June 23rd, 2011
Dieters Duped by Misleading Food Names With Healthy Words
Top Secret Writers
That “salad” might not be as healthy as you think.
Researchers at the University of South Carolina say that food companies are tricking dieters by giving junk food healthy-sounding titles.
A soon-to-be published study shows that dieters believe a product labeled as “salad” would be much healthier than one labeled “pasta.”
“The fact that people’s perceptions of healthfulness vary with the name of the food item isn’t surprising,” USC Marketing Professor Calgar Irmak said. “What is interesting is that dieters, who try to eat healthy and care about what they eat, fell into these ‘naming traps’ more than non-dieters who really don’t care about healthy eating.”
Participants in the study were given a choice between the same candy. However, one was labeled “fruit chew” while the other was named “candy chew.” Dieters perceived the fruit chews to be more healthy and even ate more as a result.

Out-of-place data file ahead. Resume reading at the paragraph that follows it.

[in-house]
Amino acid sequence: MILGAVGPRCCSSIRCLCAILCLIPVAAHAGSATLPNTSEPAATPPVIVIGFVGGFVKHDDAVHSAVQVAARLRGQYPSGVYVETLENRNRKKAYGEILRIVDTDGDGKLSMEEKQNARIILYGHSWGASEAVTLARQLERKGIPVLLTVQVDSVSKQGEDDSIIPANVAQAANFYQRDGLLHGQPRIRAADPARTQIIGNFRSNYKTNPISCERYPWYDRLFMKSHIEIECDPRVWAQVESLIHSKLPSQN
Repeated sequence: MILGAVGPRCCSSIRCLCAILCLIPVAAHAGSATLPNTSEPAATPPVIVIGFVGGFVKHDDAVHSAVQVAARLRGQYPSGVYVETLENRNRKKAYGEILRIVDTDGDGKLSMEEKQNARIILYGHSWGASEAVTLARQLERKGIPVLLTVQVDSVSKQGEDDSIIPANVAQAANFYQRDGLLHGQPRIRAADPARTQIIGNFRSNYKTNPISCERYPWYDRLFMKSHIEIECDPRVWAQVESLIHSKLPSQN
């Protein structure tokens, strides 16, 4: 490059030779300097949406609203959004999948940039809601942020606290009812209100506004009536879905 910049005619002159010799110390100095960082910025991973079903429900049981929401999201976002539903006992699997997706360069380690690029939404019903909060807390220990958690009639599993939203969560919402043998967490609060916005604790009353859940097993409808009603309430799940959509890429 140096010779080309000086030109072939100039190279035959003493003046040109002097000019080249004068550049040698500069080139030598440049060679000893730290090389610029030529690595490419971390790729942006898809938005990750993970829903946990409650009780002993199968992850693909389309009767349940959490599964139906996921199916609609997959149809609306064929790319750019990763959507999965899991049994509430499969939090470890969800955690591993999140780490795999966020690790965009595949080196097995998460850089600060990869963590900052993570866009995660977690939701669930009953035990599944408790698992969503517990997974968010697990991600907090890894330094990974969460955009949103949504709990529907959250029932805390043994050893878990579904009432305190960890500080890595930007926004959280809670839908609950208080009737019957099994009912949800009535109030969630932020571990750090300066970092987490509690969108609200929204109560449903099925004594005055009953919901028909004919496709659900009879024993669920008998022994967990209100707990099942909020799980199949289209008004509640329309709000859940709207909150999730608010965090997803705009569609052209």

Such misleading names dupe dieters every day.
The same study shows dieters are often sucked in by restaurant salads laced with unhealthy ingredients, such as meat, bread or pasta. Common culprits also include milkshakes listed as “smoothies,” sugary drinks labeled as “flavored water” and potato chips called “veggie chips.”
Irmak says the results show the crucial need for dieters to diligently read the nutritional information on menus or on items purchased at the store. Irmak issued the following statement about the study:
“These results should give dieters pause. The study shows that dieters base their food decisions on the name of the food item instead of the ingredients of the item. As a result, they may eat more than what their dieting goals prescribe.”
Too often, Irmak says, dieters simply avoid foods based on the product names, not the actual ingredients or nutritional information.
The food companies, of course, have scores of marketing experts adept at using psychological gimmicks to make shoppers think that a cheaply-made, preservative packed product is healthy.
The naming and packaging is created to draw your mind away from the nutritional information. So forget the name, and check those nutrition facts before you buy.